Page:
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Beans… More than a Children’s Rhyme

November 4th, 2010 - By Lari Robling




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Dried beans are known as a superfood — a nutritional plant powerhouse of proteins, vitamins, minerals and fiber. Plus, they fill us up which makes them a great way to use a little meat as a flavor agent instead of a main dish, or a perfect ingredient for Meatless Monday.

Canned beans are an easy staple to have in the pantry — just rinse and drain before you add to your dish. Don’t overlook starting from scratch with dried beans, though. It takes a little more planning but the texture and flavor profile is worth it. My grandmother used to cover her beans with water and soak them overnight, but I find the quick soak method works well, too. Cover the beans with water and bring them to a boil. Turn off the heat and allow the beans to re-hydrate for about an hour or so. Drain and follow your recipe from there.

And, about the children’s rhyme about the gassy nature of bean eating? In her book, “Beans,” culinary educator Aliza Green notes that it is the complex sugar molecules known as oligosaccharides that can cause our musical bean interlude. Human enzymes don’t easily digest oligosaccharides so the job is left to intestinal bacteria which ultimately give off the gas.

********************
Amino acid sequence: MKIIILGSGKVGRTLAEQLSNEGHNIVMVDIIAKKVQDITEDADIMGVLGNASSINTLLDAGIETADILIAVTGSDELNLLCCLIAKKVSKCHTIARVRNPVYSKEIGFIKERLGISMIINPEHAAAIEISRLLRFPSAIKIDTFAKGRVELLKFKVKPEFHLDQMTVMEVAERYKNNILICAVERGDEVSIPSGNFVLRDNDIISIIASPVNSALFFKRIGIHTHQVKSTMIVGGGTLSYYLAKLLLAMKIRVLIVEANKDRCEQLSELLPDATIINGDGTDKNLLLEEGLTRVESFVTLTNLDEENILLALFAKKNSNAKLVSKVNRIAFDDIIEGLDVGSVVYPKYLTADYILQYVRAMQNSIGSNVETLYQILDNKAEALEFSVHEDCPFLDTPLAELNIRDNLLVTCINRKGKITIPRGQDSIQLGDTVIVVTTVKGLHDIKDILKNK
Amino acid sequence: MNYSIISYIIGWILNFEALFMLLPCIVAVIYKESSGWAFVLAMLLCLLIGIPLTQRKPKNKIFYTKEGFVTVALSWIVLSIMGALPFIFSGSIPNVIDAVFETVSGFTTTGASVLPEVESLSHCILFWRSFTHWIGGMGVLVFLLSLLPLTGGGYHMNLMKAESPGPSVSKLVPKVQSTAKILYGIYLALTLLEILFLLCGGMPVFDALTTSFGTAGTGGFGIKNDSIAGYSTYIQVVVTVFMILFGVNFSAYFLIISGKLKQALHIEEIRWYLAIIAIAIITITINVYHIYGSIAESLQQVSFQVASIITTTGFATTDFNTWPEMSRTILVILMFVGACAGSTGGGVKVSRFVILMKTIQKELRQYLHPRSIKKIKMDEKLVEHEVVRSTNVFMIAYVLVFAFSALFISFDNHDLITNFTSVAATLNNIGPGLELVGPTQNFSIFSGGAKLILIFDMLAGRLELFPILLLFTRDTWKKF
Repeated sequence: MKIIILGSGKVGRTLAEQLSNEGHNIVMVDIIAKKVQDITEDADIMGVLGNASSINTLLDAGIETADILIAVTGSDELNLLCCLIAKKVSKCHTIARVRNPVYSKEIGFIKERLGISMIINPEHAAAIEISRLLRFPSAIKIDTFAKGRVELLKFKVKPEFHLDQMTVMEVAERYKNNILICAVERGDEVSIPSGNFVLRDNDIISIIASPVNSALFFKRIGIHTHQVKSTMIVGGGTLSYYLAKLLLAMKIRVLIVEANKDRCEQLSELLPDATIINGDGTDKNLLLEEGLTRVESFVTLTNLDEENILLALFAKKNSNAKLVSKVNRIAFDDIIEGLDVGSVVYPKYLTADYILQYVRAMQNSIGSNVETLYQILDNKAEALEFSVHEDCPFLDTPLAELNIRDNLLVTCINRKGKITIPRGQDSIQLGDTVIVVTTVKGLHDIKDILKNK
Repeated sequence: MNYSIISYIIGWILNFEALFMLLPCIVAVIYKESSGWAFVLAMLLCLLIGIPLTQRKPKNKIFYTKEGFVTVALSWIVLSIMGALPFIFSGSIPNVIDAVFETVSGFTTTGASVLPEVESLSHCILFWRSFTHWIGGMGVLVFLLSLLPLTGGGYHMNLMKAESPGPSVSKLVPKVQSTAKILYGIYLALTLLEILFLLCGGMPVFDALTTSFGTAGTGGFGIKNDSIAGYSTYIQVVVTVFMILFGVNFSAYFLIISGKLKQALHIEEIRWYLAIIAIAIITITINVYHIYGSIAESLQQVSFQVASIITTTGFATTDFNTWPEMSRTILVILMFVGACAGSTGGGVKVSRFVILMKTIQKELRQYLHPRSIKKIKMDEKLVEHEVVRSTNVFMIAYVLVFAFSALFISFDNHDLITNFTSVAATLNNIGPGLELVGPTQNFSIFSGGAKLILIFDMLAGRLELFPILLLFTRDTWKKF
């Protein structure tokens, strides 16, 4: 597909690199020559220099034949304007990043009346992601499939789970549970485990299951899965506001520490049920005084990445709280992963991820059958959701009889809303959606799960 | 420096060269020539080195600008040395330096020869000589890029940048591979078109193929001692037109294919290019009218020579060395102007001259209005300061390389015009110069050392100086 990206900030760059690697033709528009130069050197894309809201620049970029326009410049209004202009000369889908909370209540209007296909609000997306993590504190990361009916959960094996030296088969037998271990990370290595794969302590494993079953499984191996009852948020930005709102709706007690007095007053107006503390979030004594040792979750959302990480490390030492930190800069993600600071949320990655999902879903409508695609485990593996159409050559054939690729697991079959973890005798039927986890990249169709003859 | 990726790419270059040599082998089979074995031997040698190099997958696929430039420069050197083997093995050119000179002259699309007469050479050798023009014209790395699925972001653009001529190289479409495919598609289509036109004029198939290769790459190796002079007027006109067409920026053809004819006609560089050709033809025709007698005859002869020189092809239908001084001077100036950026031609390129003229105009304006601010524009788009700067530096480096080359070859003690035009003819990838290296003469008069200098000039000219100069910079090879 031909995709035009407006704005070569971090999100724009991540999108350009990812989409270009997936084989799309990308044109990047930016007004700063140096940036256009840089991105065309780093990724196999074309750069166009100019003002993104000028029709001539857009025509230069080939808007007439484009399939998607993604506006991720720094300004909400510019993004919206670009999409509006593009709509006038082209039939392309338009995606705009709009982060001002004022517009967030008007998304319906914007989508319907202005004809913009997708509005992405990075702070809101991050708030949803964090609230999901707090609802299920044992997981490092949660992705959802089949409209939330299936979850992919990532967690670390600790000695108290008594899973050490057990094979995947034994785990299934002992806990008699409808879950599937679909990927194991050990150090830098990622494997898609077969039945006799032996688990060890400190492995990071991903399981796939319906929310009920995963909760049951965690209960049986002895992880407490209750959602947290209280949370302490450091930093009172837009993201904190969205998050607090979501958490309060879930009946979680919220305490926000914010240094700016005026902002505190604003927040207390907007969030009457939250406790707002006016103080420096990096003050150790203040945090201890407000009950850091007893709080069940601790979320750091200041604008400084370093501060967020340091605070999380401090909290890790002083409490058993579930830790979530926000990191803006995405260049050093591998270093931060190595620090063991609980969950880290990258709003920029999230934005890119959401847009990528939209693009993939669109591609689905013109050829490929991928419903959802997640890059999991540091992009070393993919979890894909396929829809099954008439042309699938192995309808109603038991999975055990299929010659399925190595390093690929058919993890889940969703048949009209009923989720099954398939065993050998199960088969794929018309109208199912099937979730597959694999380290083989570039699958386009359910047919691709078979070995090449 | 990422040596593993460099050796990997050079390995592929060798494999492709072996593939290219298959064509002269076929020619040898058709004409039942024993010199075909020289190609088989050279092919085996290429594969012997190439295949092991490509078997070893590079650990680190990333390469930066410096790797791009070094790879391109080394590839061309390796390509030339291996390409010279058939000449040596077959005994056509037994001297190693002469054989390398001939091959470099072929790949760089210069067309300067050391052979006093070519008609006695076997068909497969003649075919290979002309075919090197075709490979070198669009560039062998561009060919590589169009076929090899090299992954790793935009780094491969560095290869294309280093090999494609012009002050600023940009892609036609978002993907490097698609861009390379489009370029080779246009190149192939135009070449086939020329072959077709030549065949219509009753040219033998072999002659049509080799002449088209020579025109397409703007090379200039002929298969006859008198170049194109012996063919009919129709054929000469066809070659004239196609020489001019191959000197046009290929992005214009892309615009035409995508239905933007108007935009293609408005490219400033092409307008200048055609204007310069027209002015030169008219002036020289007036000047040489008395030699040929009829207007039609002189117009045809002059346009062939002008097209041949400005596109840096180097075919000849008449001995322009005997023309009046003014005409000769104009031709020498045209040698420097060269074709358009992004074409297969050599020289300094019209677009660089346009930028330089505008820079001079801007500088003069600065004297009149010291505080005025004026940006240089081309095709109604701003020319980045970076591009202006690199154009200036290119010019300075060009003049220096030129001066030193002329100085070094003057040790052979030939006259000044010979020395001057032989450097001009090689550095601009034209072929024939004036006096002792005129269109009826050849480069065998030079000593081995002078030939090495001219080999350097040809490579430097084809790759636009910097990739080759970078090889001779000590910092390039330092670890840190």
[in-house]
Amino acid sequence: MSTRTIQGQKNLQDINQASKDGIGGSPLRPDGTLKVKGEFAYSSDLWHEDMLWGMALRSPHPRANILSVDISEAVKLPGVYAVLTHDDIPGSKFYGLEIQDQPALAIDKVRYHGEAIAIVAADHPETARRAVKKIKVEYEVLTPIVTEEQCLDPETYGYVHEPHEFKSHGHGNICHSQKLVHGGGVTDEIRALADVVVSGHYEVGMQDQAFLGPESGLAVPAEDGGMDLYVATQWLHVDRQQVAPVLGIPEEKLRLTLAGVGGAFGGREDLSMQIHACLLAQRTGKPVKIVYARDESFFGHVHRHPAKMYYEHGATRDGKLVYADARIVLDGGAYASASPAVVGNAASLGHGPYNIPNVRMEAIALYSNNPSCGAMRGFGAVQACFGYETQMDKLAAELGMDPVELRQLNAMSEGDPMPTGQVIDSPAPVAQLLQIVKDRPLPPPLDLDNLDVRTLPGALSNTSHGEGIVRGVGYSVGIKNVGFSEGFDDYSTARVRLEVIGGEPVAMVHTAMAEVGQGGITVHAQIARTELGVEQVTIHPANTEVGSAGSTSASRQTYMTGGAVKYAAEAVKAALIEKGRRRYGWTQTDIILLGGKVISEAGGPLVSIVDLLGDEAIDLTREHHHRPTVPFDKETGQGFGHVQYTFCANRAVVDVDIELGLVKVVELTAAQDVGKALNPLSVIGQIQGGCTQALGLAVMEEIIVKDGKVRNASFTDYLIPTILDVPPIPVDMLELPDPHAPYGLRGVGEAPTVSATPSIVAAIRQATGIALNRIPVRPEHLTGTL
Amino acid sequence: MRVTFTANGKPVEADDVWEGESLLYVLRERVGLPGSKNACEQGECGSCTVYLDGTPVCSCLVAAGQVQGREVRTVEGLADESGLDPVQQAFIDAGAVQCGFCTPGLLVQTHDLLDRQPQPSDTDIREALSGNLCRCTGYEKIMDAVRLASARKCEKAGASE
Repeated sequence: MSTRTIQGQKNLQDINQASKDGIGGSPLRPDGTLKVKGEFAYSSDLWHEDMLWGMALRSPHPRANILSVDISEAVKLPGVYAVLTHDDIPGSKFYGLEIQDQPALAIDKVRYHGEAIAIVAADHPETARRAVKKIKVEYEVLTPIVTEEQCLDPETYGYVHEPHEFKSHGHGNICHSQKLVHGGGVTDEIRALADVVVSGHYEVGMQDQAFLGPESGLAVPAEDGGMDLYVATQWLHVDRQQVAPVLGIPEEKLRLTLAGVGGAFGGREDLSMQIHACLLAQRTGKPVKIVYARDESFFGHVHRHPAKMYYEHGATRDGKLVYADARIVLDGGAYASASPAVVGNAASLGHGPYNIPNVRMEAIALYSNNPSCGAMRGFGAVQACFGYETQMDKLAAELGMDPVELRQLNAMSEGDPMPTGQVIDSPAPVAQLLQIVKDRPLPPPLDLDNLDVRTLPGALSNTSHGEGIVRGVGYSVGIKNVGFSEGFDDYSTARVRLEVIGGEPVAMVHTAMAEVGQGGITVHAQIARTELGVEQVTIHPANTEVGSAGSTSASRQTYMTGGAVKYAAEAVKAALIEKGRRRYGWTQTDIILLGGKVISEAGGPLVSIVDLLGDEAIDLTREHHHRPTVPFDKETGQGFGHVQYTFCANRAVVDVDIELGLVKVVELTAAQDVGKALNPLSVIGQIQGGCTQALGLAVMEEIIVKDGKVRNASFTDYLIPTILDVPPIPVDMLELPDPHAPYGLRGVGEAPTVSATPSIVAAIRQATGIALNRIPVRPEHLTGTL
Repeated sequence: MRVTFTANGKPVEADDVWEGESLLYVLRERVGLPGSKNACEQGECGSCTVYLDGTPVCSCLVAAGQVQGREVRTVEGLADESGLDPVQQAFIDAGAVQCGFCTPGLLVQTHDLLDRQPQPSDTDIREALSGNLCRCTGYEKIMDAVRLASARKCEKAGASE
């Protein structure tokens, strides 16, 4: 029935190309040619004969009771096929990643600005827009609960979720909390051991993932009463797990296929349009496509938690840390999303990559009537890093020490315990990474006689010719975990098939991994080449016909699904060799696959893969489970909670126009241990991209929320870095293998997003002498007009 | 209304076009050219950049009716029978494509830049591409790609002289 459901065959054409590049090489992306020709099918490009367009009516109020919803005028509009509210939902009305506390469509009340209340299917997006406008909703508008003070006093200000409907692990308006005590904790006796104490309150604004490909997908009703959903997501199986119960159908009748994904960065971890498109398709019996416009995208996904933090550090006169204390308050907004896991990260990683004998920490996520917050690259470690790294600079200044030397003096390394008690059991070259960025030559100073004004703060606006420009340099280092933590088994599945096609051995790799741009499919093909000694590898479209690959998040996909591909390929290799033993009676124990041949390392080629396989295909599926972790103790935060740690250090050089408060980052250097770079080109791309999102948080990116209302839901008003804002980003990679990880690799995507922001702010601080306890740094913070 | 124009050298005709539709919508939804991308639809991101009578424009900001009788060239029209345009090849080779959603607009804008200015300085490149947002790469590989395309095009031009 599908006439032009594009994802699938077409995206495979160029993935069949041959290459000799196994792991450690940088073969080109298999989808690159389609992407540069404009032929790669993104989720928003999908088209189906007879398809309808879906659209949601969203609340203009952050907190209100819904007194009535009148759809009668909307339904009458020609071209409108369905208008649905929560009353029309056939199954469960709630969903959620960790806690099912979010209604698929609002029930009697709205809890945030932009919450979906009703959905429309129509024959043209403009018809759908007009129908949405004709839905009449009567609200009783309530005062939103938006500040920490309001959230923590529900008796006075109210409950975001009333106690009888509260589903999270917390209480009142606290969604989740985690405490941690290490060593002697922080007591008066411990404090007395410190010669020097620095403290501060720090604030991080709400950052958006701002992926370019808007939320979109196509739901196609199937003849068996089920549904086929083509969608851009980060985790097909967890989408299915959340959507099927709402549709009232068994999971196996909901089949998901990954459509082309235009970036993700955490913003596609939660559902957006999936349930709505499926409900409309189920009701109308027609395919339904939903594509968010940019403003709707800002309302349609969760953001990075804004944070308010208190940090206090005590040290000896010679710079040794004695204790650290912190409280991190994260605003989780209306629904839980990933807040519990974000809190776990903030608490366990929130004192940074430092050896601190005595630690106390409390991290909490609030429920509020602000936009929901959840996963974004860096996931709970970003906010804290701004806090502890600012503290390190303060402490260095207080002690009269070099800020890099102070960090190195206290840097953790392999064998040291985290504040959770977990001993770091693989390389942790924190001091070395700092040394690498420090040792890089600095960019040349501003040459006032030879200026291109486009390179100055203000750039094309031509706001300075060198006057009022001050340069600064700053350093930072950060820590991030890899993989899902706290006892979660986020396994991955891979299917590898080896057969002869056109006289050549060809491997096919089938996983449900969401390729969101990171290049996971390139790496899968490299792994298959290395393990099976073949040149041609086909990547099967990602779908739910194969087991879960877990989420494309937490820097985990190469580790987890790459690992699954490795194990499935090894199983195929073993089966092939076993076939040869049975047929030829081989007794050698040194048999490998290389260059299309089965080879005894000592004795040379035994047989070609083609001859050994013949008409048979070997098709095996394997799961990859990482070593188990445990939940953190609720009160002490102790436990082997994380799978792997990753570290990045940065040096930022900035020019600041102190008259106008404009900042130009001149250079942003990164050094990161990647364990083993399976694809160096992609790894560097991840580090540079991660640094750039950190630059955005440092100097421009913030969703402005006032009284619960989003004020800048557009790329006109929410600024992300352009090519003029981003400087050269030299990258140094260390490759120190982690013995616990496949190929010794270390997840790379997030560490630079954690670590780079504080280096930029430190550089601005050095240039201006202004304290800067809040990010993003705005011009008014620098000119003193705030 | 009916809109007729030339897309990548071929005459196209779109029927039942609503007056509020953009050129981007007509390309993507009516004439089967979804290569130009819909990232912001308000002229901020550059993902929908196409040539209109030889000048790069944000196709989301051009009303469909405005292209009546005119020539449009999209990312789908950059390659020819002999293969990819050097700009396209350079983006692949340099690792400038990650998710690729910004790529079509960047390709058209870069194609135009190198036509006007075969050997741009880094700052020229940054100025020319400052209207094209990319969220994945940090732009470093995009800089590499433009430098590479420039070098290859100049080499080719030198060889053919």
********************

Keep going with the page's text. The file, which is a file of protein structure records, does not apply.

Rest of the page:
There are about as many opinions on the subject of bean flatulence as there are beans. And some of them are, excuse me, full of beans. In general, though, the fresher the bean the less likely you are to have intestinal upset. If you soak your own dried beans, change the water several times, which helps leach out the oligosaccharides. And, if you aren’t used to bean consumption add them to your diet gradually in small quantities and drink plenty of water to ease digestion.

Lentils are the least likely to be offensive so I offer this recipe from my cookbook, Endangered Recipes.

RECIPE: -Lentils and Rice (Riz-be-Adees) »

Photo by Flicker user magical-world / CC BY-NC 2.0

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Photo by Flicker user Yolise / CC BY-NC 2.0



About Lari Robling
Lari Robling's food career had its early beginnings as a home ec teacher for the visually impaired. Later, she decided to become a food professional and worked for caterers and restaurants. Lari landed her first job in a test kitchen for a small health food publication, Delicious! magazine. From there, she began a freelance career as a food stylist and food consultant. She is also the author of Endangered Recipes: Too Good to Be Forgotten.



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